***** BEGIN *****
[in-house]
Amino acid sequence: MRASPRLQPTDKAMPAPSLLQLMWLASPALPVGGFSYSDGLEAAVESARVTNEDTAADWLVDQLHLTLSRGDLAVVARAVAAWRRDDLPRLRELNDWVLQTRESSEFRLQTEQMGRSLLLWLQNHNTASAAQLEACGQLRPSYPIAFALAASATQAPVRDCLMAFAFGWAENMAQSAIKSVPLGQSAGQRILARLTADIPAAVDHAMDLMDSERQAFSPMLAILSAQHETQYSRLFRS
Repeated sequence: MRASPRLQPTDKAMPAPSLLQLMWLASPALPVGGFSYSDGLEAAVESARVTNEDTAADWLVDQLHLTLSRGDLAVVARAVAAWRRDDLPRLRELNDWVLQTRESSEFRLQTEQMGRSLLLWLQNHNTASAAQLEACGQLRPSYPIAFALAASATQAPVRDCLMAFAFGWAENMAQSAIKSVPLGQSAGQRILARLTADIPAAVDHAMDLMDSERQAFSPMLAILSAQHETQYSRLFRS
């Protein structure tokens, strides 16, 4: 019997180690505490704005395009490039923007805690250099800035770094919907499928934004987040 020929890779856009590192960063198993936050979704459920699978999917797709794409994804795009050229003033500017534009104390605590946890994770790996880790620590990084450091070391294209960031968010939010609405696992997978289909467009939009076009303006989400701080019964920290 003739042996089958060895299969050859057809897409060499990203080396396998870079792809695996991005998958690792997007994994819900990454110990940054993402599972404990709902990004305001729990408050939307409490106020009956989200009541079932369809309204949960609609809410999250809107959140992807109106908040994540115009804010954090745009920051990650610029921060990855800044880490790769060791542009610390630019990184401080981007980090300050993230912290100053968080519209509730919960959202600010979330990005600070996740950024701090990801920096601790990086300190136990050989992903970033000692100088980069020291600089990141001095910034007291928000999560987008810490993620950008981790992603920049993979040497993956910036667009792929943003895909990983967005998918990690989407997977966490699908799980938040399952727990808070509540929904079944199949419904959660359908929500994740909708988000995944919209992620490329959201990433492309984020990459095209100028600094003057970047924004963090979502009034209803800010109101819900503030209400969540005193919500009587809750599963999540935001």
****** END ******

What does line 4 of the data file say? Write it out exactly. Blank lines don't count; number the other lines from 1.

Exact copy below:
């Protein structure tokens, strides 16, 4: 019997180690505490704005395009490039923007805690250099800035770094919907499928934004987040 020929890779856009590192960063198993936050979704459920699978999917797709794409994804795009050229003033500017534009104390605590946890994770790996880790620590990084450091070391294209960031968010939010609405696992997978289909467009939009076009303006989400701080019964920290 003739042996089958060895299969050859057809897409060499990203080396396998870079792809695996991005998958690792997007994994819900990454110990940054993402599972404990709902990004305001729990408050939307409490106020009956989200009541079932369809309204949960609609809410999250809107959140992807109106908040994540115009804010954090745009920051990650610029921060990855800044880490790769060791542009610390630019990184401080981007980090300050993230912290100053968080519209509730919960959202600010979330990005600070996740950024701090990801920096601790990086300190136990050989992903970033000692100088980069020291600089990141001095910034007291928000999560987008810490993620950008981790992603920049993979040497993956910036667009792929943003895909990983967005998918990690989407997977966490699908799980938040399952727990808070509540929904079944199949419904959660359908929500994740909708988000995944919209992620490329959201990433492309984020990459095209100028600094003057970047924004963090979502009034209803800010109101819900503030209400969540005193919500009587809750599963999540935001």